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Flawed cyber security?

 

If Indian agencies do their job well, then there is no need to rely on the US
ARVIND RADHAKISHNAN, FACULTY MEMBER OF THE SCHOOL OF LAW, CHRIST UNIVERSITY, BANGALORE | Issue Dated: August 18, 2013, New Delhi
Tags : Shiv Shankar Menon | cyber security | National Cyber Security Policy 2013 | US spying programme | onage |
 

Recently National Security Adviser in the PMO Shiv Shankar Menon  (PMO) stated that indigenous snooping capabilities may not be enough to protect India’s cyber security. He seemed to favour a policy of cooperation with major powers in the world in order to obtain internet information. Menon was quoted as saying that “We might press partners for the sharing of data harvested from Indian users and sites, the purposes for which they were used, and the legal basis on which the acquisition was authorized.” This statement coming from such a senior official raises pertinent questions. The government barely a few weeks ago announced the National Cyber Security Policy 2013. Is it now admitting that the policy is not effective enough? Is the government clear about the objectives?

The other disquieting issue is the aspect of cooperating with major powers like the United States. Given the past history of espionage activities carried out against India, the moot question remains – can we trust the Americans enough on such sensitive matters? There are also serious ethical concerns, especially from ordinary citizens bothered about their individual liberties and privacy. They do not want the US or anyone else snooping into their affairs.

Very few people would doubt the need for such a policy, given the grave challenges to national security posed by terrorism. The government has proposed to set up a National Critical Information Infrastructure Protection Centre (NCIIPC), which will ward off cyber security threats in strategic areas such as air control, nuclear and space. It will function under the National Technical Research Organization (NTRO), a technical intelligence gathering agency controlled directly by the National Security Adviser. The existing agency, Computer Emergency Response Team (CERT), will handle all public and private infrastructures.

Indeed, if all these agencies perform their functions ably, why do we need to rely on the United States? Recent documents leaked by former NSA contractor Edward Snowden exposed the extent of US spying on India, especially the American surveillance on the Indian Embassy in Washington DC. The writings of the recently demised Indian intelligence official and scholar B Raman have constantly warned us about the extent of American spying and infiltration in India. They have also succeeded in whisking away a highly-placed intelligence official from RAW, Rabinder Singh, who had been a mole working for them. This defection inflicted a terrible blow on the morale of our intelligence agencies. Clearly the Americans are not very reliable allies. The objectives of the government in spelling out a National Cyber Security Policy appear a little ambiguous. There is the concern for preserving national security and strategic online assets. This is coupled with a desire to secure the transactions of citizens and companies on the web. The blatant misuse of Section 66A of the Information Technology (IT)Act 2000 by the government in the recent past does not inspire much confidence. Shaheen Dhada was arrested by the Mumbai police for a rather innocent Facebook post which alluded to the demise of a political leader. Her friend, Rinu Srinivasan, was also detained for liking the post.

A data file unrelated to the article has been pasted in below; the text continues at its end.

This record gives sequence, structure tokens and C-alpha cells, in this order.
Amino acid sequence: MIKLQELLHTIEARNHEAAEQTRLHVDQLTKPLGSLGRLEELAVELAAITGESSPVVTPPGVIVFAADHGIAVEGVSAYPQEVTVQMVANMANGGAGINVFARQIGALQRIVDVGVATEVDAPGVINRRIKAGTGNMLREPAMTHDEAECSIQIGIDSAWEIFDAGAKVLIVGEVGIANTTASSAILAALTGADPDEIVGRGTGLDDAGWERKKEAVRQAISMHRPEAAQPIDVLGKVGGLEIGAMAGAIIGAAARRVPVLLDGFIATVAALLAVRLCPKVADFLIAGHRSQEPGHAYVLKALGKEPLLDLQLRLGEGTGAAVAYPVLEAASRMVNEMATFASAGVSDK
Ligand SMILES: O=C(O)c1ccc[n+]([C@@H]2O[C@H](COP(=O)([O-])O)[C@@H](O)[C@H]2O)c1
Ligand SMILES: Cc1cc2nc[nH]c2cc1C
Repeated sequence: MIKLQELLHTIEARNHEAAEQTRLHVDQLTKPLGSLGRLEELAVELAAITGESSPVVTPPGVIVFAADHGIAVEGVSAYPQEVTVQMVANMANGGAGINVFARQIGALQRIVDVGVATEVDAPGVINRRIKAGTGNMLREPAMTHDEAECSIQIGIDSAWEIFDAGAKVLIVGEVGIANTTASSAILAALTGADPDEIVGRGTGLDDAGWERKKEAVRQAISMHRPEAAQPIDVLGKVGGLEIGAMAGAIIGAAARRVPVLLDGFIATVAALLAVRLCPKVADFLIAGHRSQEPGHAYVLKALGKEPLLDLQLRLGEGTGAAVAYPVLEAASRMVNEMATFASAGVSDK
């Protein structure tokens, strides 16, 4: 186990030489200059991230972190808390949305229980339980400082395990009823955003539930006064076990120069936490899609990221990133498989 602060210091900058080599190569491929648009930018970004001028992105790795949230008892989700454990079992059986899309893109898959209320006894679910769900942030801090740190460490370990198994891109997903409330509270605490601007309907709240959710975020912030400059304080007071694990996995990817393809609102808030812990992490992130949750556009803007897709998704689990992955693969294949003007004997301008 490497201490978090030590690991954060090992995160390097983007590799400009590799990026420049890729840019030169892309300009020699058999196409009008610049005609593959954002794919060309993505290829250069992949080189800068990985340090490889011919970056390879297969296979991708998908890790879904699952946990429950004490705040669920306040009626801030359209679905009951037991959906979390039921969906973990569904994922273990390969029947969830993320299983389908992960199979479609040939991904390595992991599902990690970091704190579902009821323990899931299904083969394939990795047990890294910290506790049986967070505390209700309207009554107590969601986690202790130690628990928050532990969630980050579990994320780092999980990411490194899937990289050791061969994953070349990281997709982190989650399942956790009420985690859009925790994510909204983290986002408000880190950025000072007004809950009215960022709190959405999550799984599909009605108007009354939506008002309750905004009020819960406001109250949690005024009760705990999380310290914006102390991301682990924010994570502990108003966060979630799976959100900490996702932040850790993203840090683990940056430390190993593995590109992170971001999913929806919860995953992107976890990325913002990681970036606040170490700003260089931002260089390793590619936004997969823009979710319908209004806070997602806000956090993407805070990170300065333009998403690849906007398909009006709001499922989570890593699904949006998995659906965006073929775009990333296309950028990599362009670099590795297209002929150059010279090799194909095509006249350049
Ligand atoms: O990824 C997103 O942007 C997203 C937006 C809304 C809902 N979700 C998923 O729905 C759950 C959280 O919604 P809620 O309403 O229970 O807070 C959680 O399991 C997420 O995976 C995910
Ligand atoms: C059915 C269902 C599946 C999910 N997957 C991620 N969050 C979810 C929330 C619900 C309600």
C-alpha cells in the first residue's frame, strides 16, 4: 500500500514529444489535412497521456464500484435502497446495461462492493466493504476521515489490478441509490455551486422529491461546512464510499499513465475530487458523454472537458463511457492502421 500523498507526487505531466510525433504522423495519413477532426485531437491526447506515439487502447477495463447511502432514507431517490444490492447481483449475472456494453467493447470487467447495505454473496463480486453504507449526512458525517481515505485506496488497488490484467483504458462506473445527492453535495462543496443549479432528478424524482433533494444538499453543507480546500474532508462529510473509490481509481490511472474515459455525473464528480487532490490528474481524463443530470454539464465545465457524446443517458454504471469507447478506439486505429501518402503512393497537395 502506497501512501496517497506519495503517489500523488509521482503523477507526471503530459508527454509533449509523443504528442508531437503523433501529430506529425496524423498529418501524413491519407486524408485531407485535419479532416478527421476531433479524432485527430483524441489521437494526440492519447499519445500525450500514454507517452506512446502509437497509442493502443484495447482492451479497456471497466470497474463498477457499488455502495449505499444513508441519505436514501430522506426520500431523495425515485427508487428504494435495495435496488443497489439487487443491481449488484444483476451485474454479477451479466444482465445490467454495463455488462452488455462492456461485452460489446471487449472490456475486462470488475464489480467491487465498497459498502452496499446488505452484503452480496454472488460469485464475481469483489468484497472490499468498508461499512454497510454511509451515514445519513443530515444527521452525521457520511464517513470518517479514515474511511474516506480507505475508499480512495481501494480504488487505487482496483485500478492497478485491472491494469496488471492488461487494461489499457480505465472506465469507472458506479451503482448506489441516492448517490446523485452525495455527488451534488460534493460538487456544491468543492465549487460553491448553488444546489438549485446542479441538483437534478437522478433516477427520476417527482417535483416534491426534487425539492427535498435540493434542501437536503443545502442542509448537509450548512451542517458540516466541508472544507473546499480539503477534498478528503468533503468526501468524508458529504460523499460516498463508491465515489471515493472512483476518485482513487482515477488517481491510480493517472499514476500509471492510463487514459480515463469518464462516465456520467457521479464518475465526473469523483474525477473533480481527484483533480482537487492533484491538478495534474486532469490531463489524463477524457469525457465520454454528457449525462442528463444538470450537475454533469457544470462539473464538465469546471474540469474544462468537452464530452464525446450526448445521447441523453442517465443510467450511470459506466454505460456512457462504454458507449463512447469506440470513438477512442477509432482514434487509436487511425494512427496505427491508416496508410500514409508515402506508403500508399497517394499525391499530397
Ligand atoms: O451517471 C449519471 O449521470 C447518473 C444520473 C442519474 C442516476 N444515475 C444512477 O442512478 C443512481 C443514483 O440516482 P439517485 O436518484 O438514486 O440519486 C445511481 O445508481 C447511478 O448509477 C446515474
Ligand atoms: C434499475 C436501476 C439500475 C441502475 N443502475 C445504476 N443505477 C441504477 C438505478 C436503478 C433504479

Professor Ambikesh Mahapatra was held under this section for forwarding caricatures on Trinamool Congress chief Mamata Banerjee on Facebook. Ravi Srinivasan was arrested under the ambit of this section for his tweets on reports of corruption. India’s Central Monitoring System (CMS) allows the government to indulge in telephonic and internet surveillance of citizens in violation of their privacy. Disturbingly, the CMS has no legislative or judicial oversight.

The national policy on cyber security seems to have no place for the concerns of civil society; it has instead vested all powers in the hands of a few ‘nodal’ agencies. The parameters of privacy have not been defined. The policy does not allude to the processes of the collection of data or its end use. This is a glaring omission given the serious concern that such policies often result in a loss of civil liberties. It does not talk about aspects of implementation; in fact it does not even mention the Information Technology Act, 2000.This is surprising given that the chances of cyber security policy coming in conflict with the IT Act are very high. In such a scenario of conflict the IT Act will prevail because it was passed by Parliament, while the cyber security policy is an executive order.

Apart from all these legal shortcomings, the key concern remains an ethical one. Nations that claim to be democratic, need to value and respect the liberty of its citizens. During the Cold War various Communist countries spied on their own citizens. Everybody who valued freedom and human rights condemned it. If that was wrong then, how can it be right for democratic countries to be doing the same now?

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Issue Dated: Feb 5, 2017